SCHNEIDER: Well, the question we are going to find out tomorrow night in Iowa is, are conservatives really going to give Bush any kind of a tough time? We'll see how many votes candidates like Bauer and Keyes and Forbes and Hatch get. We're also going to find out who is going to be their standard-bearer. Steve Forbes right now is running ahead in the polls. He's claiming to be the king of the conservatives. But there is something missing from the Forbes campaign. You could call it populism, red meat, an anti-establishment appeal. The guy who seems to be catching on with that kind of message isn't Steve Forbes. It's Alan Keyes, and we'll be watching very closely to see if Alan Keyes pulls a surprise tomorrow night.

SHAW: OK, Bill Schneider -- Judy.

WOODRUFF: All right. Well, in the Democratic race, Bill Bradley picked up a key endorsement here in Iowa today. And that may help explain why he sounded so upbeat on the stump, despite Al Gore's growing advantage in state polls.

CNN's John King has an update on Gore versus Bradley and their caucus eve campaigning.

(BEGIN VIDEOTAPE)

AL GORE, VICE PRESIDENT OF THE UNITED STATES: Well, I'm running for president, and I'd like to have your help.

JOHN KING, CNN CORRESPONDENT (voice-over): Door to door on the eve of Iowa's vote, looking for a big win in the kickoff contest of campaign 2000.

GORE: It's going real well.

KING: The struggling underdog said he was in the Democratic race for the long haul and wished aloud for an Iowa upset.

BRADLEY: You know, they say we're behind in Iowa. But as I look around at this crowd, I think, you know, we could surprise a few people.

KING: Gore had a bounce in his step and for good reason. The final "Des Moines Register" poll showed the vice president leading big, 56 percent to 28 percent. But the "Register" gave its Democratic endorsement to Bradley, saying -- quote -- "a compelling vision and fundamental decency give him the edge."

The vice president takes a different view.

GORE: Senator Bradley is a good man. He's a decent man. I've never attacked him personally and I never will. But he hasn't made a speech about education reform and has treated it as kind of an afterthought.

KING: Between speeches, back on the bus, barely time for a yawn, the snow-covered landscape passing by as the vice president campaigns by phone.

GORE: I appreciate your dedication to my campaign. No, I'm not kidding. It really is me.

KING: Bradley's closing pitch was that Iowa faced a choice between politics as usual and someone a little different.

BRADLEY: I believe everything I just told you.

KING: But if the polls are to be believed, Bradley won't get the return he was looking for when he decided to invest big in Iowa. He's suddenly struggling in New Hampshire, too, but says he'll stay in the race even if he loses the two opening contests.

(END VIDEOTAPE)

KING: But the Gore campaign sees in Bradley's struggles a chance to bring the Democratic race to an early close. So as the candidate works union halls like this one, the Gore campaign not only calling its own supporters in the final hours but also reaching out to Bradley supporters, using its phone banks to see if they can be persuaded to change their minds -- Judy.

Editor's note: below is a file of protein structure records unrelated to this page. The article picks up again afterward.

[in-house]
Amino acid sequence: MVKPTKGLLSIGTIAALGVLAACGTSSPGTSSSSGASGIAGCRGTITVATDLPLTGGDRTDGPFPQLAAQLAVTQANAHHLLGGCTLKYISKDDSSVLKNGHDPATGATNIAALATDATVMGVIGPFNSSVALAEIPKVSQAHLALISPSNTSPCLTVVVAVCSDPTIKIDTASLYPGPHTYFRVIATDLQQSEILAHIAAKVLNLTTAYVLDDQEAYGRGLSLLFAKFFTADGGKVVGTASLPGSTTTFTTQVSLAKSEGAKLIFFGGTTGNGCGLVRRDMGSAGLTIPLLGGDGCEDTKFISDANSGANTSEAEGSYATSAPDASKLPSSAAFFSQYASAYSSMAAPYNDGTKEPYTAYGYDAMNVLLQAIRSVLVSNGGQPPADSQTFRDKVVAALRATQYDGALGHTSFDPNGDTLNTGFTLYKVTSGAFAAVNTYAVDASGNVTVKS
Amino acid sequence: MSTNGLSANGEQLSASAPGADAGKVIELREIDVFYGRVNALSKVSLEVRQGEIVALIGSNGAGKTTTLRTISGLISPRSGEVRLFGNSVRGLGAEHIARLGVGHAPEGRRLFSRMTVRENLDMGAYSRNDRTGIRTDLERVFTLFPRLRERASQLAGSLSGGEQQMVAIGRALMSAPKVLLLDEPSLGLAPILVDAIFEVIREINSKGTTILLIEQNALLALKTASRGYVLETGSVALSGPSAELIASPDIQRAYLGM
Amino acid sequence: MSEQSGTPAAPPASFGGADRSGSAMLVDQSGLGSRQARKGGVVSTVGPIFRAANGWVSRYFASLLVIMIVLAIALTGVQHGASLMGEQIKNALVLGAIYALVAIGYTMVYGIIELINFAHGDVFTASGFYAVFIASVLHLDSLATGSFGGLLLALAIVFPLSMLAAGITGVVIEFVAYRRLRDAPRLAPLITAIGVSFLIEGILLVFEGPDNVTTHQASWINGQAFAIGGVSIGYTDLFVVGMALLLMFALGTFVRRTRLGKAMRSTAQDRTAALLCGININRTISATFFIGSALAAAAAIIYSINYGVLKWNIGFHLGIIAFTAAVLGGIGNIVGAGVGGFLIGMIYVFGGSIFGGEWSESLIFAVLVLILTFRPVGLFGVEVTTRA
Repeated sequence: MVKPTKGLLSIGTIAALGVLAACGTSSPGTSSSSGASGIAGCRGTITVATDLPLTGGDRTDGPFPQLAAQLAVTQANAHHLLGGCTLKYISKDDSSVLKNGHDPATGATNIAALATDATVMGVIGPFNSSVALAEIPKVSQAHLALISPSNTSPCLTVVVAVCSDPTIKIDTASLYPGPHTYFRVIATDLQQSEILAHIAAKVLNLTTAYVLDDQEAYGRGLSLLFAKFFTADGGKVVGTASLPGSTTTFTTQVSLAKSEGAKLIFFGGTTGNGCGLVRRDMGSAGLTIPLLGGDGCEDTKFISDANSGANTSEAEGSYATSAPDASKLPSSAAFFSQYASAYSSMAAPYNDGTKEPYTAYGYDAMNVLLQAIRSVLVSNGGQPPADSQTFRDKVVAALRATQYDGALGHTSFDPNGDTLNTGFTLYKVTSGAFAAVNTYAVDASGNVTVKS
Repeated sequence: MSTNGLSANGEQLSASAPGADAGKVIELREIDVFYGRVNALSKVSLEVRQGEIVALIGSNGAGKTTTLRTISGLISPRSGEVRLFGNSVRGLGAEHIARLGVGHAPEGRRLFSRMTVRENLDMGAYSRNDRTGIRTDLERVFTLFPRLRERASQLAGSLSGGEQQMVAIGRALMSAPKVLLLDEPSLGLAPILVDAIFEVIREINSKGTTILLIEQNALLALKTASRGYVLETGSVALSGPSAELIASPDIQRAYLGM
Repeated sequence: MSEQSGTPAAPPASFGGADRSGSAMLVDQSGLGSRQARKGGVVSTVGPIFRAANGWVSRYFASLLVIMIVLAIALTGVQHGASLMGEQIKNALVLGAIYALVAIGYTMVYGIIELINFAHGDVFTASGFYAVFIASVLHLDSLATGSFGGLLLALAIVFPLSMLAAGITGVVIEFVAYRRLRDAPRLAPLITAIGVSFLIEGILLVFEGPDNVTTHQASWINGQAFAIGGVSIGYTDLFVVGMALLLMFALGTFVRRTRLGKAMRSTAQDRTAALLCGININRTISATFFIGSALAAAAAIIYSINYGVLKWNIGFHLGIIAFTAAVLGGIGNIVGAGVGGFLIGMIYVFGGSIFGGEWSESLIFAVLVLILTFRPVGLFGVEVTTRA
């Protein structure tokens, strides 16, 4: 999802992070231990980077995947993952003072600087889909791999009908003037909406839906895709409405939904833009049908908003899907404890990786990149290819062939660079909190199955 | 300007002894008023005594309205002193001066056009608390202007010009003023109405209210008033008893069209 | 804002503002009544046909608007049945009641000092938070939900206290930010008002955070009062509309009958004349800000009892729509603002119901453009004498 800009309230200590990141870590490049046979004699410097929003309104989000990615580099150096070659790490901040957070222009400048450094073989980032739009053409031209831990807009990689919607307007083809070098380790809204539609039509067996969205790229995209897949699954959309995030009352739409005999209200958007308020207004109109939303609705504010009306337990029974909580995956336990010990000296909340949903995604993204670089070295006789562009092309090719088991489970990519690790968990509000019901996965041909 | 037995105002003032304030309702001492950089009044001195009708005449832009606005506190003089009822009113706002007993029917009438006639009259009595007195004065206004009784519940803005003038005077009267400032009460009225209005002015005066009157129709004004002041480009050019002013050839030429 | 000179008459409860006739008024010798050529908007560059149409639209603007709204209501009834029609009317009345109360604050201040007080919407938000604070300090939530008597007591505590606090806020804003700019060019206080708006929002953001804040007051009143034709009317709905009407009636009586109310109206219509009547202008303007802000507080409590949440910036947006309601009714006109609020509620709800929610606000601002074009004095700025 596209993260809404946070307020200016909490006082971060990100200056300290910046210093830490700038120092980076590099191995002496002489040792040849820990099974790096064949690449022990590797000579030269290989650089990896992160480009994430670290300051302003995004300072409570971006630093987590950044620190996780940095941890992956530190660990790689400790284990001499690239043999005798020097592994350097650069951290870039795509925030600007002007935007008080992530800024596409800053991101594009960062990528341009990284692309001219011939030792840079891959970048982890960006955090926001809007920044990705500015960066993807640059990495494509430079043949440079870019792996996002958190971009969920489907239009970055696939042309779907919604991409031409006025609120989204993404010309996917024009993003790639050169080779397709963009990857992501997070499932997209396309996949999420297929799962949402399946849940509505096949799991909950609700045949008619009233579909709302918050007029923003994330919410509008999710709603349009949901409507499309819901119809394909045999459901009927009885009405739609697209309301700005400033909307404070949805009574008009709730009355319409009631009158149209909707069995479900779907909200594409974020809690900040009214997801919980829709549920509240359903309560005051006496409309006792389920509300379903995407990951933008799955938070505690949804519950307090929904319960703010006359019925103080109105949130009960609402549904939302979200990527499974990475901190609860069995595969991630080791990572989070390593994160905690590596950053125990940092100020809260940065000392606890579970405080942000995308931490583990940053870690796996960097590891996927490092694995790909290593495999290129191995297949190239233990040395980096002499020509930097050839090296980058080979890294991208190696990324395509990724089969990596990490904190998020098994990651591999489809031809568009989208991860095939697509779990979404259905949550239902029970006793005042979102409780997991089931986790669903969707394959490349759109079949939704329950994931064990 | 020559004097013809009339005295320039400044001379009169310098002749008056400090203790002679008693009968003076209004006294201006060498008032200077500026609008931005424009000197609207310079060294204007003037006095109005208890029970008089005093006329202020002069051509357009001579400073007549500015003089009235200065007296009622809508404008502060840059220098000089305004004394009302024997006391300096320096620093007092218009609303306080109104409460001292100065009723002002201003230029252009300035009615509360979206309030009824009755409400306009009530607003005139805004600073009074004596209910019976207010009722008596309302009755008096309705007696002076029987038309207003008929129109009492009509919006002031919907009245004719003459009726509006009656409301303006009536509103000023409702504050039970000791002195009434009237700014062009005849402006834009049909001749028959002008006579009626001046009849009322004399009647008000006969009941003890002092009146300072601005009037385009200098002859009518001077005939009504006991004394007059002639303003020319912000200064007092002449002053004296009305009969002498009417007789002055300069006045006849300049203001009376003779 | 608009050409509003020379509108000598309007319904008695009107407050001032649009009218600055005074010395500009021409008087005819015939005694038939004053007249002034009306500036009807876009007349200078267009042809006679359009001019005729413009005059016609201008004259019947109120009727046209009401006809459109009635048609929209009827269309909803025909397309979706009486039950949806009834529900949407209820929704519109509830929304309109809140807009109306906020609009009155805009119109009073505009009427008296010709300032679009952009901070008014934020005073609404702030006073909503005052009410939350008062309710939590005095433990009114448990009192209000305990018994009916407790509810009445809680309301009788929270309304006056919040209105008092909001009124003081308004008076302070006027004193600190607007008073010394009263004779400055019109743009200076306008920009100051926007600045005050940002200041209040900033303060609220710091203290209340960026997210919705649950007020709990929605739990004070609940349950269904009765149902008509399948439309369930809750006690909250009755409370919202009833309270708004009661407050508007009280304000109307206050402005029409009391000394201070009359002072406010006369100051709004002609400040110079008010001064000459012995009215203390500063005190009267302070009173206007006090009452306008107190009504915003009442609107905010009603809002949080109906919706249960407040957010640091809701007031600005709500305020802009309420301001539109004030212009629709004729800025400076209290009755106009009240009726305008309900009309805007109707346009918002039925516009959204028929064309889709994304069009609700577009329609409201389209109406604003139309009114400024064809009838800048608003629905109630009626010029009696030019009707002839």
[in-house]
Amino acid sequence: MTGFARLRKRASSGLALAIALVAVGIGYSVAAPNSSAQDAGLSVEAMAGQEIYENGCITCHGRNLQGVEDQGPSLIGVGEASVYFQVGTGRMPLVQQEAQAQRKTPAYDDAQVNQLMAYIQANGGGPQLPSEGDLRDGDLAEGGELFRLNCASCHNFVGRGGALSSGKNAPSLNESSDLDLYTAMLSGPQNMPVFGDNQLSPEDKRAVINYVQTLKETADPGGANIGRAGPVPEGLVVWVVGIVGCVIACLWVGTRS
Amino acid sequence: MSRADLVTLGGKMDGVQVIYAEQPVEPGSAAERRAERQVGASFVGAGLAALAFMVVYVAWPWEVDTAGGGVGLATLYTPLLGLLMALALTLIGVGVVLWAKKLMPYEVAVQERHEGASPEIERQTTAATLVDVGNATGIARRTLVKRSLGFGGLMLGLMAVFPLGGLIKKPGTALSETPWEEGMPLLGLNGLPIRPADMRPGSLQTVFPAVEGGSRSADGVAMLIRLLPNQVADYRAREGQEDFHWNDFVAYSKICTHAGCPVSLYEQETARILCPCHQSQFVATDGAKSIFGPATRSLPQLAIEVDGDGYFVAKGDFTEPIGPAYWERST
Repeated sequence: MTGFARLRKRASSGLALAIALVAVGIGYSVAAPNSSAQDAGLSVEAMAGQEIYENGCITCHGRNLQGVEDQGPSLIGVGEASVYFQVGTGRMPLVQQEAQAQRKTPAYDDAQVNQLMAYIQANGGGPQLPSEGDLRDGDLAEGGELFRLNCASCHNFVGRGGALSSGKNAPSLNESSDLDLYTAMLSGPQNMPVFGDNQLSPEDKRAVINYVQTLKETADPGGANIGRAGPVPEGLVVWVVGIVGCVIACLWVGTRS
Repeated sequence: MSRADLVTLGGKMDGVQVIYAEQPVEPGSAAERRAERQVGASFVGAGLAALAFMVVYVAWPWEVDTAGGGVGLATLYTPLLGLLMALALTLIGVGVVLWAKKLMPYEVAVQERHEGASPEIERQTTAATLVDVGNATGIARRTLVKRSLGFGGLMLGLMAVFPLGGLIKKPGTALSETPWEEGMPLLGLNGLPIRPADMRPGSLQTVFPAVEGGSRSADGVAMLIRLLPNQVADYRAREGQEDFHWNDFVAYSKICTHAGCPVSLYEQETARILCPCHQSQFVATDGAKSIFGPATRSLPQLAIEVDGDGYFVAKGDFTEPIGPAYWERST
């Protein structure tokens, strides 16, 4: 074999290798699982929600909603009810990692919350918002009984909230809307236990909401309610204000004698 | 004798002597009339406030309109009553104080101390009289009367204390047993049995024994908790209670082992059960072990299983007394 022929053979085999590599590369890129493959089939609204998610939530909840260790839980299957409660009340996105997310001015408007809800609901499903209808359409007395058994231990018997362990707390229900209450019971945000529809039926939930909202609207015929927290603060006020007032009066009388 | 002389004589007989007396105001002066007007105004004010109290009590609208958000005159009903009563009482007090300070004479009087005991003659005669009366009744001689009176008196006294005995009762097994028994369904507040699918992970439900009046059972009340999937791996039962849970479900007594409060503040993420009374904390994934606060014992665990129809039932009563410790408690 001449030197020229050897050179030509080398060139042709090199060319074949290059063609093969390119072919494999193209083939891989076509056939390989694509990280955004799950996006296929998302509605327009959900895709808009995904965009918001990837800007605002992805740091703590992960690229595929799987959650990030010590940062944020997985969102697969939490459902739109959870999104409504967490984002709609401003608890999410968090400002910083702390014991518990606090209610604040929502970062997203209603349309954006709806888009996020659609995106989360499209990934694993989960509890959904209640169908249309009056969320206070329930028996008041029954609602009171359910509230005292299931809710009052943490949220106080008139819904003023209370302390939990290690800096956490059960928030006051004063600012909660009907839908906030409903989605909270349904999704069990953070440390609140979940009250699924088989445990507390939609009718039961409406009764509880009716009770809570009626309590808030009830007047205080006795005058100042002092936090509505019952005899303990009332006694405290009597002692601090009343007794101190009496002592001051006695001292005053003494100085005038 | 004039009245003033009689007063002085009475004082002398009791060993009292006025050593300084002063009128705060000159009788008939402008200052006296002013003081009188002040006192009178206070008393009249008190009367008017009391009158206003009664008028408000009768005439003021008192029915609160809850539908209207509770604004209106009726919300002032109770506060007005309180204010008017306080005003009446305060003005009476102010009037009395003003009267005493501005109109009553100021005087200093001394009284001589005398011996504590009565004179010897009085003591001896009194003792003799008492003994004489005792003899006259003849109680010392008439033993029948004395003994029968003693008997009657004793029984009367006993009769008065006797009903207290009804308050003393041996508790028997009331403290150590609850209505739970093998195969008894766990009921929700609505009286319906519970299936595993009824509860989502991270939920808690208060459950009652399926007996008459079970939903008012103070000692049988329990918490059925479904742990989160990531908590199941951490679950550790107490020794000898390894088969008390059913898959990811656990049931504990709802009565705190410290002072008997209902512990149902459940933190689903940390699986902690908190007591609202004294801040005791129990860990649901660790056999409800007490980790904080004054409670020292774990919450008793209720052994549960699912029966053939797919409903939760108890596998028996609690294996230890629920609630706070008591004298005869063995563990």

WOODRUFF: All right, John King, reporting here in Iowa.

Well, for more perspective on the Democratic contest, let's turn now to CNN senior analyst Jeff Greenfield..

Jeff, as I think you know, there are even at this early stage some insiders who are saying that Bradley is really finished. Isn't it awfully premature to say that?

JEFF GREENFIELD, CNN SENIOR ANALYST: You know how there are illnesses that are prone to certain geographic regions or ethnic groups? Among particularly the press, the rush to judgment is probably something we need to develop a vaccine for.

Last night at one of the gathering places here in Des Moines, I actually heard somebody going up to November to explain who would win and why, and I suspect there are people tonight picking either Gore or Bush's Cabinet. Of course, it's too early.

For one thing, even if Bradley, as the polls say, loses badly in Iowa, you know the history of New Hampshire. It often ignores Iowa. The polls show Bradley has slipped behind, but it's still very competitive. And he has the money and the resources to fight: Once New Hampshire's over, there's a five-week hiatus on Democratic side until that in effect national primary: New York, California, Ohio, Georgia, Missouri, and New England.

And so the question for Bill Bradley is not, is he done, does he have to leave, does he have to give up his citizenship; it's does he something to say that can explain to people precisely why they should come to him rather than going with a sitting vice president. That I think is what's been missing. But it's way, way early to say this is done.

WOODRUFF: All right, Jeff Greenfield, thank you.

And as our special edition of INSIDE POLITICS continues, Iowa's relationship with presidential hopefuls: a look at how often the candidates and the voters cross paths in the pre-caucus days. (COMMERCIAL BREAK)

WOODRUFF: The candidates have been driven and flown for days, weeks and months across the state of Iowa, shaking countless numbers of hands. They manage to meet and greet a significant portion of the state's caucus-goers, but to what effect?

Our Jonathan Karl reports.

(BEGIN VIDEOTAPE)

GORE: Thank you. Thank you, guys. Thank you.

JONATHAN KARL, CNN CORRESPONDENT (voice-over): Usually it's not much more than a handshake.

UNIDENTIFIED FEMALE: It's me again!

FORBES: Good to see you.